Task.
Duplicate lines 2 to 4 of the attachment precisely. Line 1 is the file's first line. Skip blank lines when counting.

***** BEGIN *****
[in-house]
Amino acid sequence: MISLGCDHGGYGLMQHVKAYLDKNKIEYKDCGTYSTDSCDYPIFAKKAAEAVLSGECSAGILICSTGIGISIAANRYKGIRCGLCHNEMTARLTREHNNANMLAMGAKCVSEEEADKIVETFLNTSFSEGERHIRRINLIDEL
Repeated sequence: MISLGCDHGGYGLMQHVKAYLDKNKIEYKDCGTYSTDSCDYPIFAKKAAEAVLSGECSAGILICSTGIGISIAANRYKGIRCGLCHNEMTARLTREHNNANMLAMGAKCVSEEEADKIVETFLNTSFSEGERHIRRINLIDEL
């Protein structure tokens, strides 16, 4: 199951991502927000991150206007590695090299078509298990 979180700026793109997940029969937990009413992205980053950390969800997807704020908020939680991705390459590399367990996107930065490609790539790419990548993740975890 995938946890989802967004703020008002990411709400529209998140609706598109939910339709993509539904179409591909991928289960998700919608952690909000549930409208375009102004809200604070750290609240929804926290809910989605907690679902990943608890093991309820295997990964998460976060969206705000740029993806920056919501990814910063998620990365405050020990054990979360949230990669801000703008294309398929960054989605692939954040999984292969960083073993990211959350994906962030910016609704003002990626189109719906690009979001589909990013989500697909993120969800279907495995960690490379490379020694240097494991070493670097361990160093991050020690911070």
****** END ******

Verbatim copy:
Amino acid sequence: MISLGCDHGGYGLMQHVKAYLDKNKIEYKDCGTYSTDSCDYPIFAKKAAEAVLSGECSAGILICSTGIGISIAANRYKGIRCGLCHNEMTARLTREHNNANMLAMGAKCVSEEEADKIVETFLNTSFSEGERHIRRINLIDEL
Repeated sequence: MISLGCDHGGYGLMQHVKAYLDKNKIEYKDCGTYSTDSCDYPIFAKKAAEAVLSGECSAGILICSTGIGISIAANRYKGIRCGLCHNEMTARLTREHNNANMLAMGAKCVSEEEADKIVETFLNTSFSEGERHIRRINLIDEL
């Protein structure tokens, strides 16, 4: 199951991502927000991150206007590695090299078509298990 979180700026793109997940029969937990009413992205980053950390969800997807704020908020939680991705390459590399367990996107930065490609790539790419990548993740975890 995938946890989802967004703020008002990411709400529209998140609706598109939910339709993509539904179409591909991928289960998700919608952690909000549930409208375009102004809200604070750290609240929804926290809910989605907690679902990943608890093991309820295997990964998460976060969206705000740029993806920056919501990814910063998620990365405050020990054990979360949230990669801000703008294309398929960054989605692939954040999984292969960083073993990211959350994906962030910016609704003002990626189109719906690009979001589909990013989500697909993120969800279907495995960690490379490379020694240097494991070493670097361990160093991050020690911070």